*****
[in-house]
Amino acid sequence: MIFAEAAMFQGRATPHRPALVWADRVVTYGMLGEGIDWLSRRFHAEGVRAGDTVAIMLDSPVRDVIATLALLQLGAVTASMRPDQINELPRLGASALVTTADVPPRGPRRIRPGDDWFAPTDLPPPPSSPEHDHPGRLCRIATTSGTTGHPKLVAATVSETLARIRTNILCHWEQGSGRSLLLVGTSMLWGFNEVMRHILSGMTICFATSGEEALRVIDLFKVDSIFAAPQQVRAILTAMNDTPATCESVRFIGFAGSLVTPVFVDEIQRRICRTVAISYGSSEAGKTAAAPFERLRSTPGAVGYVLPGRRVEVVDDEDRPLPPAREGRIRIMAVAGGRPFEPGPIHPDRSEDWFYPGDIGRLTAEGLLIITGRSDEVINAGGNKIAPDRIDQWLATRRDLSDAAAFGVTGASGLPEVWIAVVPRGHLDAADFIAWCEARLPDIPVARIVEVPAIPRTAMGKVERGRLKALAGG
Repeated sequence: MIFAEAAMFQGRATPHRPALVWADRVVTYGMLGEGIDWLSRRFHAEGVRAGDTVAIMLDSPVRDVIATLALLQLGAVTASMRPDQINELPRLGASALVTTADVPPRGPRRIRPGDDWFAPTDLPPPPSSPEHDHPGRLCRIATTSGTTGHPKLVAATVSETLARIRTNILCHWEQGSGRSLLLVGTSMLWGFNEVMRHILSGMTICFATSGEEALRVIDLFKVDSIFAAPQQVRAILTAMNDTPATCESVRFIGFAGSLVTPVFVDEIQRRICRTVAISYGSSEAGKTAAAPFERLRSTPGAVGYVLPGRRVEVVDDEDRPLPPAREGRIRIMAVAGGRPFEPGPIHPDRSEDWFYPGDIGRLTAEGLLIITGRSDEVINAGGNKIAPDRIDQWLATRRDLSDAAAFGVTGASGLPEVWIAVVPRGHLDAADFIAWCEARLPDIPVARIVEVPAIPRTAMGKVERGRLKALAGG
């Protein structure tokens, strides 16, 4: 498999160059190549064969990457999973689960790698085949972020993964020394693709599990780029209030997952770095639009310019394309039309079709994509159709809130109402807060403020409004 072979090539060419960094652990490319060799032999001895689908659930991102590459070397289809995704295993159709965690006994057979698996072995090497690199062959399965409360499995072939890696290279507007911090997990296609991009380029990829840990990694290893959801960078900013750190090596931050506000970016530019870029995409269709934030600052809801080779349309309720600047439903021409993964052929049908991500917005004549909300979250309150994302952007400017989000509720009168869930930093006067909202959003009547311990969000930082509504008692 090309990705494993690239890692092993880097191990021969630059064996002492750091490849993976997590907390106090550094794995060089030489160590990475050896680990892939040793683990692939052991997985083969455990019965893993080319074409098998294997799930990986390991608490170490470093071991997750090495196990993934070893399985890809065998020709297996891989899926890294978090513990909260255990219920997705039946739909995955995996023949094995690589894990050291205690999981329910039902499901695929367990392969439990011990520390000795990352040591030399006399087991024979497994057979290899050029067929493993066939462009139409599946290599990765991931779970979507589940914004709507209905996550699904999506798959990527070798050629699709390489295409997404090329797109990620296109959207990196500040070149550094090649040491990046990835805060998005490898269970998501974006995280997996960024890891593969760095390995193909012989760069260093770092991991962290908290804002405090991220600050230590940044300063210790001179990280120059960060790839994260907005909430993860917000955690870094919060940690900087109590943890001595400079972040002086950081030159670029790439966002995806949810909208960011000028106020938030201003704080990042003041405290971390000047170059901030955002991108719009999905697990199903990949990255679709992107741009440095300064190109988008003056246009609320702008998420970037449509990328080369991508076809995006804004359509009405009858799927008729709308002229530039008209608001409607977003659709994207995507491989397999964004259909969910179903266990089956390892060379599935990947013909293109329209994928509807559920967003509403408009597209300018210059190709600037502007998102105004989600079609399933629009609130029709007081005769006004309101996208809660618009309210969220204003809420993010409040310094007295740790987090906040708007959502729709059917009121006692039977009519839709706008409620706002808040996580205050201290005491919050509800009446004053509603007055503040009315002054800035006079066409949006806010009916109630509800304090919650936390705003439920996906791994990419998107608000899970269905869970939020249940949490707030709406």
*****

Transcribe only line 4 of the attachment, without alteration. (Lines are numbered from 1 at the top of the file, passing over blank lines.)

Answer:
């Protein structure tokens, strides 16, 4: 498999160059190549064969990457999973689960790698085949972020993964020394693709599990780029209030997952770095639009310019394309039309079709994509159709809130109402807060403020409004 072979090539060419960094652990490319060799032999001895689908659930991102590459070397289809995704295993159709965690006994057979698996072995090497690199062959399965409360499995072939890696290279507007911090997990296609991009380029990829840990990694290893959801960078900013750190090596931050506000970016530019870029995409269709934030600052809801080779349309309720600047439903021409993964052929049908991500917005004549909300979250309150994302952007400017989000509720009168869930930093006067909202959003009547311990969000930082509504008692 090309990705494993690239890692092993880097191990021969630059064996002492750091490849993976997590907390106090550094794995060089030489160590990475050896680990892939040793683990692939052991997985083969455990019965893993080319074409098998294997799930990986390991608490170490470093071991997750090495196990993934070893399985890809065998020709297996891989899926890294978090513990909260255990219920997705039946739909995955995996023949094995690589894990050291205690999981329910039902499901695929367990392969439990011990520390000795990352040591030399006399087991024979497994057979290899050029067929493993066939462009139409599946290599990765991931779970979507589940914004709507209905996550699904999506798959990527070798050629699709390489295409997404090329797109990620296109959207990196500040070149550094090649040491990046990835805060998005490898269970998501974006995280997996960024890891593969760095390995193909012989760069260093770092991991962290908290804002405090991220600050230590940044300063210790001179990280120059960060790839994260907005909430993860917000955690870094919060940690900087109590943890001595400079972040002086950081030159670029790439966002995806949810909208960011000028106020938030201003704080990042003041405290971390000047170059901030955002991108719009999905697990199903990949990255679709992107741009440095300064190109988008003056246009609320702008998420970037449509990328080369991508076809995006804004359509009405009858799927008729709308002229530039008209608001409607977003659709994207995507491989397999964004259909969910179903266990089956390892060379599935990947013909293109329209994928509807559920967003509403408009597209300018210059190709600037502007998102105004989600079609399933629009609130029709007081005769006004309101996208809660618009309210969220204003809420993010409040310094007295740790987090906040708007959502729709059917009121006692039977009519839709706008409620706002808040996580205050201290005491919050509800009446004053509603007055503040009315002054800035006079066409949006806010009916109630509800304090919650936390705003439920996906791994990419998107608000899970269905869970939020249940949490707030709406």